Verification experts may debate what constitutes low-, medium-, or high-confidence levels, but the important shift introduced by a probabilistic view on verification is the prioritization of deterrence value alongside detection probability. The U.S. intelligence community treats monitoring technologies with no better than a 50 percent chance of detecting violation, or with 50 percent uncertainty in a measured quantity, as low confidence.5 Yet, this perspective ignores the deterrent value of wide-scale, multimethod monitoring. For state leaders debating whether to cheat on a nuclear deal, a 50 percent chance of being detected is likely perceived as quite high and would be an important consideration in decisions to cheat in a militarily significant way.
In practice, it would be the job of the negotiating delegations, through the use of expert input from the technical, intelligence, and policy communities, to prioritize the activities and items to be included in the monitoring portfolio and estimate the likelihood of detection for each approach. The figure below shows representative examples of portfolio configurations at either end of the confidence spectrum and illustrates that even when activities outside of traditional verification practice are included, high overall monitoring confidence can be achieved. This alternative perspective sees value in the inclusion of activities and technologies that would be disregarded under a traditional verification framework, understanding that deterrence value should be considered alongside the overall confidence of a monitoring technology.
The advanced state of the North Korean military nuclear program, coupled with the unique nature of U.S.-North Korean relations, makes the denuclearization verification challenge unlike anything the international community has faced. Traditional approaches alone, safeguards and arms control monitoring, will not provide the coverage needed to confidently assess the elimination of the North Korean nuclear threat, nor are they likely to prove negotiable with North Korea. Thus, the North Korean verification challenge requires innovative thinking and problem solving well beyond the bounds of traditional verification approaches.
Critically, verification must be negotiated hand-in-hand with proscriptions on activities. Verification considerations should guide the prioritization of activities to limit, but in a way that broadens the scope and creates flexibility for how such limitations might be verified over time. If Pyongyang accepts proscription of an activity or technology, it would be foolish not to proscribe it merely because North Korea objects to a particular verification approach. The history of breakdowns in the 1994 Agreed Framework with North Korea and the later six-party talks, largely over differences of view on verification, underscores the importance of synergy between limitations and monitoring approach. A more flexible approach to verification, one that preserves monitoring confidence, provides negotiators with more options, and more fully contains the qualitative and quantitative improvements to North Korea’s nuclear program, is the best chance to provide sufficient verification and, over time, help create conditions under which North Korea would fully disarm.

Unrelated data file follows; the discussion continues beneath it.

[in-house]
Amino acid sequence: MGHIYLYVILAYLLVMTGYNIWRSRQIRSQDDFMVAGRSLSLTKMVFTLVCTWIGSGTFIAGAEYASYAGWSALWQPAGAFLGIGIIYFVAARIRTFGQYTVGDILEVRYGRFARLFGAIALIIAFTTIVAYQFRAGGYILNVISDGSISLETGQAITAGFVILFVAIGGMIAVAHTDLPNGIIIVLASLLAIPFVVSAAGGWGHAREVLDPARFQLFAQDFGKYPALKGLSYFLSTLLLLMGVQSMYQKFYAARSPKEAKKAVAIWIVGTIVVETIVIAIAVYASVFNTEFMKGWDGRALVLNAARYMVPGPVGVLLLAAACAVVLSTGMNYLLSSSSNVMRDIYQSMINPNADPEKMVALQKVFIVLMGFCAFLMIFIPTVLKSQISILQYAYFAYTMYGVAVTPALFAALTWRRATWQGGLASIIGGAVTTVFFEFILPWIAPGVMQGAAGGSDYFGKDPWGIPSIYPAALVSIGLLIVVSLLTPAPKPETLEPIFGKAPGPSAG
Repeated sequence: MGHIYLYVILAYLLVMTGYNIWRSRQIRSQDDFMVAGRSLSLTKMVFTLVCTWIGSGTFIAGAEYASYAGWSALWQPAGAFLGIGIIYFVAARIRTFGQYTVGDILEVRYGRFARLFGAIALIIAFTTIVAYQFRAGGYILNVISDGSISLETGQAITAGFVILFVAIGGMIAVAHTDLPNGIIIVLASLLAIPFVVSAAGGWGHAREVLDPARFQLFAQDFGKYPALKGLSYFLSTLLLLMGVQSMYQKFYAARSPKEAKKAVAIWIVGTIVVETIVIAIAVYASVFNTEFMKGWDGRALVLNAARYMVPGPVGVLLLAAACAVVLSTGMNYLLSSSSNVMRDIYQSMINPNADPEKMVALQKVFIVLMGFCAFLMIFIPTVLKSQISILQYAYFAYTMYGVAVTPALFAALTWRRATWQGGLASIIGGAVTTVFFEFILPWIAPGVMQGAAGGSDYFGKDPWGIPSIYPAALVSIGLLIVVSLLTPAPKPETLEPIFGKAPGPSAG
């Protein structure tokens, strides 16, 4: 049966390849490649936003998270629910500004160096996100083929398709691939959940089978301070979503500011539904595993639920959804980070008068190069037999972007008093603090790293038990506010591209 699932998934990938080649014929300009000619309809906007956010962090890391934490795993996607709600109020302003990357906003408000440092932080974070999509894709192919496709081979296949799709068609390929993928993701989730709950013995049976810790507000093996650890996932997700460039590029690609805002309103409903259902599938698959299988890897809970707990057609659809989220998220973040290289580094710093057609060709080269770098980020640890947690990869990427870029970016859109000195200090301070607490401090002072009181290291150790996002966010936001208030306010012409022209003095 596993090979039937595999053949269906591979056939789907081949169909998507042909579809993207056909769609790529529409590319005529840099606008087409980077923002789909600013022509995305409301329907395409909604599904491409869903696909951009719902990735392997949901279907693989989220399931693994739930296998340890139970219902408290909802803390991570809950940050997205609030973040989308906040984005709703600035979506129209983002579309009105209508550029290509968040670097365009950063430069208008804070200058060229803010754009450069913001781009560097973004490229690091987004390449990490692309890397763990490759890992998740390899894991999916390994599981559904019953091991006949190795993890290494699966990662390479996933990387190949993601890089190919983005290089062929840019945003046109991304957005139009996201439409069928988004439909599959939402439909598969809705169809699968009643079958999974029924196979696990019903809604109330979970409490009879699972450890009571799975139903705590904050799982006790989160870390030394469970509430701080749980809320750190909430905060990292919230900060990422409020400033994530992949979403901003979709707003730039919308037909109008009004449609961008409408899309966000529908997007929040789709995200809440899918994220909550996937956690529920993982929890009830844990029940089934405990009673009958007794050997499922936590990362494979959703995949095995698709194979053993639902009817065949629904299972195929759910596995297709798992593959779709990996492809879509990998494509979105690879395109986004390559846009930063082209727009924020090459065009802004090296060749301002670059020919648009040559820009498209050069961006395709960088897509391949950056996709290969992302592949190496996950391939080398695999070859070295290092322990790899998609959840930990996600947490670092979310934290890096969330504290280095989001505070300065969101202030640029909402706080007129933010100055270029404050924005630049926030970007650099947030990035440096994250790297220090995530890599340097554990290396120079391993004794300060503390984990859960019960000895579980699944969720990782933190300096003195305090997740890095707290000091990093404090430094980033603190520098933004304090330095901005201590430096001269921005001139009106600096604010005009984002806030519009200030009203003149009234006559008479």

3. See Jarrett Blanc, “There Is No Crisis in JCPOA Section T,” Carnegie Endowment for International Peace, October 17, 2017, https://carnegieendowment.org/2017/10/17/there-is-no-crisis-in-jcpoa-section-t-pub-73454.
Mareena Robinson Snowden is a senior engineer at the Johns Hopkins University Applied Physics Laboratory. Prior to this, she served as a Stanton Nuclear Security Fellow at the Carnegie Endowment for International Peace, where her research focused on nuclear arms control verification, nonproliferation, and modernization.